Reduced oxygen (hypoxia) triggers the stabilization of transcription factors of the hypoxia-inducible factor (HIF) family and also prolongs signaling from the epidermal growth factor receptor (EGFR) from endosomes by slowing intracellular trafficking of the receptor. Shen et al. found that EGFR and a microRNA (miRNA)–processing protein, AGO2, interacted at endosomes in response to hypoxia and that AGO2 was phosphorylated by EGFR at Tyr393. Hypoxic conditions triggered an EGFR-dependent increase in the abundance of a specific set of immature, precursor miRNAs that was enriched in tumor-suppressing miRNAs, suggesting that processing of these miRNAs was impaired. Consistent with this interpretation, the abundance of the transcripts targeted by this set of miRNAs was increased in cells exposed to hypoxia. Hypoxia stimulated the phosphorylation of Tyr393 of AGO2 and reduced the interaction between AGO2 and proteins of the RNA-induced silencing complex (RISC)–loading complex. The miRNAs that exhibited reduced AGO2 Tyr393-dependent processing in response to hypoxia had a long-loop structure, and miR reporter assays indicated that the hypoxia-regulated miRNAs with this characteristic were not processed and their targets were derepressed. Conversion of this long-loop structure to a short-loop structure converted the miRNA to one that remained effectively processed in cells exposed to hypoxia and overexpressing wild-type AGO2, but not a Y393F AGO2 mutant. Cells expressing the Y393F mutant exhibited increased apoptotic cell death and reduced migration in response to hypoxia, compared with cells expressing wild-type AGO2. The abundance of phosphorylated AGO2 correlated with the abundance of HIFs in breast cancer samples, suggesting that phosphorylated AGO2 was associated with hypoxic tumors. Phosphorylated AGO2 abundance correlated with poor survival. Thus, by reducing the maturation of miRNAs that function as tumor suppressors, EGFR-mediated phosphorylation of AGO2 may contribute to carcinogenesis and, by enabling survival under hypoxic conditions, may contribute to cancer progression.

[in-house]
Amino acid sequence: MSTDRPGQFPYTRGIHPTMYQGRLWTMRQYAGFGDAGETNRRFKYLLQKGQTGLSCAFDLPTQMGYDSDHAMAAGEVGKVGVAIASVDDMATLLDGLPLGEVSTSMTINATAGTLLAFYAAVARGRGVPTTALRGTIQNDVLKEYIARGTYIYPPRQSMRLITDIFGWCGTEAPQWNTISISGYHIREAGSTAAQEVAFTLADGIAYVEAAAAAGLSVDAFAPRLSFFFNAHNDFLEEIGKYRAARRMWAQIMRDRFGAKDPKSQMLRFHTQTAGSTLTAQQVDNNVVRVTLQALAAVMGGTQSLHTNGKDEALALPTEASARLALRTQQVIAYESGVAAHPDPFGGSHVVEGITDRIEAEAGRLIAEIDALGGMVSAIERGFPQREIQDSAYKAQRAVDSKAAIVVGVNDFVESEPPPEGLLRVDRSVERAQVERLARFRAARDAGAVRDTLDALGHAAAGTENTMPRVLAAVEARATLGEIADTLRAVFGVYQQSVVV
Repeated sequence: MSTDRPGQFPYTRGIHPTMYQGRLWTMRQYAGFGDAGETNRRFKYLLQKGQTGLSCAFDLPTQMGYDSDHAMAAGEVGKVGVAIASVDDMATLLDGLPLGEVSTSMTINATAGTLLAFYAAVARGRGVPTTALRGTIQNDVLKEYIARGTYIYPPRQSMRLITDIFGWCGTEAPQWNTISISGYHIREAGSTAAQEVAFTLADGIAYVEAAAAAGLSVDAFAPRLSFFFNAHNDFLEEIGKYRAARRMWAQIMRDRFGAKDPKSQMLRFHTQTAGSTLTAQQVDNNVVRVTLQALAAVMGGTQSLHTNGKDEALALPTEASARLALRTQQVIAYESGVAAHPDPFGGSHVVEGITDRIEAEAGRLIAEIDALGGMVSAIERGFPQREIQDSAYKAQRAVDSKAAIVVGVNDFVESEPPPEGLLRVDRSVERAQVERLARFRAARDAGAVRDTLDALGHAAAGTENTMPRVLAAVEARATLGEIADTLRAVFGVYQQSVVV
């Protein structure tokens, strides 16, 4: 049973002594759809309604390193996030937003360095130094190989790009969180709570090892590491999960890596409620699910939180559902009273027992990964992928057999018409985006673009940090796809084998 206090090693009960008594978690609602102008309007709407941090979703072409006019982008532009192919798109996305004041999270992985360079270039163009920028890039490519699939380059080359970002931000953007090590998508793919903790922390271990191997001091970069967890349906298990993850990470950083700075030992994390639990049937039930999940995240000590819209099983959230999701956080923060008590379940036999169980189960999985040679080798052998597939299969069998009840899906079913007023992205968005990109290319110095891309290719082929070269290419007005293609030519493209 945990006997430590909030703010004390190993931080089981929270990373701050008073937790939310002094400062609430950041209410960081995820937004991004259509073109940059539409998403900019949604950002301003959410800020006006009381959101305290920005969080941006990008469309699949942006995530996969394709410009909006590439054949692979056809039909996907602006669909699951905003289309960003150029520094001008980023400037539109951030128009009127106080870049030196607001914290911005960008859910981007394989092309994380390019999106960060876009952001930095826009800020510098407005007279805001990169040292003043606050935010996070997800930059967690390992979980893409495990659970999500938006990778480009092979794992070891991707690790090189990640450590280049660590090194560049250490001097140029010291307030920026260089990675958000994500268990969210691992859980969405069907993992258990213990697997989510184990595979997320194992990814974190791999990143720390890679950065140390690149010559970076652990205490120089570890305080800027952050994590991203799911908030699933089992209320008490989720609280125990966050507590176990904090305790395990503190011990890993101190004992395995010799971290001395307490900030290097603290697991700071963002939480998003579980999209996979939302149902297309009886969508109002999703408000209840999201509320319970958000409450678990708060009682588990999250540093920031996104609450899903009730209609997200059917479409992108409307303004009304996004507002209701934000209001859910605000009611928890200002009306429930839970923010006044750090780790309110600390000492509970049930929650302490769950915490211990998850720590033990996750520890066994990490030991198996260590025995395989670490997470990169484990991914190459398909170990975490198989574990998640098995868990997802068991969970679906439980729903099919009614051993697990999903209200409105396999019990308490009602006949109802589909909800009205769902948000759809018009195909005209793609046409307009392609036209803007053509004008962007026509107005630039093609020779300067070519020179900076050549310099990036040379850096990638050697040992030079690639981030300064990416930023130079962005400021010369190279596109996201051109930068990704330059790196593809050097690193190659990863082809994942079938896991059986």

J. Shen, W. Xia, Y. B. Khotskaya, L. Huo, K. Nakanishi, S.-O. Lim, Y. Du, Y. Wang, W.-C. Chang, C.-H. Chen, J. L. Hsu, Y. Wu, Y. C. Lam, B. P. James, X. Liu, C.-G. Liu, D. J. Patel, M.-C. Hung, EGFR modulates microRNA maturation in response to hypoxia through phosphorylation of AGO2. Nature 497, 383–387 (2013). [PubMed]